Today was a long day, and I want to go to bed. But I can't. The vet is on his way back. Let's start at the beginning...
Our calendar today was full: The farrier was scheduled to put show shoes on 6 horses and the vet was coming to administer spring shots. I had two helpers in the barn today, (I plan these busy days around school vacations purposely,) and things seemed to run fairly smoothly.
By the time our farrier, Isaac, showed up around eleven, we had all of the barn chores done. The horses were turned out, the stalls were picked, the aisle swept, stall buckets and outdoor water tanks scrubbed and refilled. Faith was outside enjoying herself by chewing on one of the geldings' noses.
While Isaac began shoeing the first mare, the girls finished clipping one of the geldings and I began cleaning out and restocking our medical supplies. I thoroughly checked expiration dates on medicines, made lists of items that needed to be replaced, and reorganized our containers. We now have three first aid containers: the "Human" one, the "Equine" one, and the "Faith's Medical Crap" one. They are all labeled accordingly, the last one being the biggest. :-)
Dr. George pulled in the driveway around one o'clock and asked me, "Is that Faith?" Mission accomplished - he didn't recognize her! He said that she looked great and has made an amazing recovery so far. We put her on the cross ties and he listened to her heart and lungs, checked her eyes and teeth, and looked all over for anything out of the ordinary. Everything looked great. I asked him to check on the melanoma that I found underneath her tail, and he said that it appeared to be OK for now and that we should keep monitoring it.
Then it came time for Faith's least favorite part... the needles. Once Dr. George reached into his pocket, she knew what was coming. I blocked her eye with my hand, but it was too late. She gritted her teeth, pinned her ears backward, glared at me and lunged forward. I stopped her, he stabbed her, and just like that she was vaccinated for Rabies. Unhappily vaccinated, but vaccinated nonetheless.
Next was time to draw blood for the Coggins test. By now Faith was angry, there was no doubt about it. But she is smart and knew that she wasn't going to win this fight, so she stood like a statue. Unfortunately every muscle in her body was rigid, which made finding her vein all the more difficult. (And yes, she actually has muscles now!) It took a little while, but Dr. George got his blood sample. Faith was all set to go back out to her private paddock to enjoy the sun.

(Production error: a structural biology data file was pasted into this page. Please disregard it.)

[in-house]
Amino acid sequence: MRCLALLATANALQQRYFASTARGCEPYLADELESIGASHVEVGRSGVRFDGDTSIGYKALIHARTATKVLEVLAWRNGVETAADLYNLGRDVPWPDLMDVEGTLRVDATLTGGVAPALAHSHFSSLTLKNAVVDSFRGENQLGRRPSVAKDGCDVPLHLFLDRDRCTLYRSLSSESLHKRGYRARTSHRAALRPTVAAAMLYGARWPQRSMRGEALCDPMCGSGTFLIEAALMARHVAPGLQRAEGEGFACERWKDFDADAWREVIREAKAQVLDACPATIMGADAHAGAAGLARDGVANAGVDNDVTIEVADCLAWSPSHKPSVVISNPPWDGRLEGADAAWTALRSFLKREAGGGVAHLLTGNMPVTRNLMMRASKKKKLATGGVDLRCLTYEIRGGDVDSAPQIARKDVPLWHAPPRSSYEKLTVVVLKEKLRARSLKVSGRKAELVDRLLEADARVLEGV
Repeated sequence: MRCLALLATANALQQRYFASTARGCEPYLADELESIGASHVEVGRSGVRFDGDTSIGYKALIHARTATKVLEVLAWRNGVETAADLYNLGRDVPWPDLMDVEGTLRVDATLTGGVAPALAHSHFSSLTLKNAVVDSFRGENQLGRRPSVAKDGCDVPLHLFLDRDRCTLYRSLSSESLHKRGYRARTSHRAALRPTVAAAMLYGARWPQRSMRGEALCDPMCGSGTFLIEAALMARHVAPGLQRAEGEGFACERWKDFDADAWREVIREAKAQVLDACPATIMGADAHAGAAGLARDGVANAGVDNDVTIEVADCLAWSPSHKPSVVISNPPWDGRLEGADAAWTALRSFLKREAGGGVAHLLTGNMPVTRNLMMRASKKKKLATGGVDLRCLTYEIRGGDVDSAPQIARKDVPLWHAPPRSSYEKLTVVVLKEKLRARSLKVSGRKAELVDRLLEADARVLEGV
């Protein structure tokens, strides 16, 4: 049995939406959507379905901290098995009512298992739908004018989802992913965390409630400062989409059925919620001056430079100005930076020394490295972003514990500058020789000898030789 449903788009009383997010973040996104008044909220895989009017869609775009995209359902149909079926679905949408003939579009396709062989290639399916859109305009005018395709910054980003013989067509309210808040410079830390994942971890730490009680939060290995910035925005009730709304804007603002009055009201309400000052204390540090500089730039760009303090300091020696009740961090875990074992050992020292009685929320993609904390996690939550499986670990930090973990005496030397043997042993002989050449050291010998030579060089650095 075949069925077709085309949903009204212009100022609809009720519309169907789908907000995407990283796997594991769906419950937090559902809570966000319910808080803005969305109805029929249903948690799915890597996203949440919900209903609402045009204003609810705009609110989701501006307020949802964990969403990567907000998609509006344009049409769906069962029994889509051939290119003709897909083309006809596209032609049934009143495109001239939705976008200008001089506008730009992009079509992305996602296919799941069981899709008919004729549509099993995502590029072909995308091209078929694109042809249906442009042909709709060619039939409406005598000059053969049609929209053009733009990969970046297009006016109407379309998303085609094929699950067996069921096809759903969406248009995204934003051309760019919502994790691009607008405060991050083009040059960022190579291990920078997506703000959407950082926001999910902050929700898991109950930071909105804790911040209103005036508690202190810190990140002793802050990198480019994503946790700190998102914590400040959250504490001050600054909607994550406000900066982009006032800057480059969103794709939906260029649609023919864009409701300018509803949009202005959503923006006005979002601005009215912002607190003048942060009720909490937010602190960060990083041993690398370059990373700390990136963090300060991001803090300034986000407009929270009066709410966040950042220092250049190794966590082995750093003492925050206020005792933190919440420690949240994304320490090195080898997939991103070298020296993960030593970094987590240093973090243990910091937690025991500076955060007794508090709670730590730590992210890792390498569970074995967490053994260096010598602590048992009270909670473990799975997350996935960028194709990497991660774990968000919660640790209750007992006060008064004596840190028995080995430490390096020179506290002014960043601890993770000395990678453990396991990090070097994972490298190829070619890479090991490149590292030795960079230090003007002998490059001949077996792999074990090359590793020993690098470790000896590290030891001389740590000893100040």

We finished up with vaccinating the rest of the clan, and with the exception of my old grouchy Morgan, it went fairly smoothly. Dr. George finished up and he went onto his next appointment. A few hours later, Isaac finished up with his work and left. The girls helped me with chores and as we were finishing up feeding the horses their dinner, we noticed there was a problem.
Amy, the chestnut mare that used to be turned out with Faith, was standing in the corner of her paddock with her right hind leg tucked up underneath her. My heart sank in my stomach. I put a halter on her and slowly led her in from her paddock; it took us about 3 minutes to walk up the 150-foot long driveway. She would lower her hoof down to the ground, barely touching her toe to the pavement, and then would hobble over it. I had Dr. George on the phone in an instant. He would come as soon as he could, but he had two other emergencies before mine. He suggested banamine and cold-hosing it if she would stand for it.
For the next half hour, I stood with Amy's leg underneath a constant stream of water. She stood with it elevated off the ground and away from her body. She kept looking at me with pain in her eyes. It was heartbreaking to watch. Thankfully the hosing and banamine started to work and she eventually could rest her toe on the ground. I put her in a stall to rest and I finally had a chance to eat dinner. When I went back downstairs to the barn twenty minutes later, Amy was flat out on her left side, holding her right leg off of the ground. The pain wasn't getting any better.
Waiting for the vet to arrive... Again...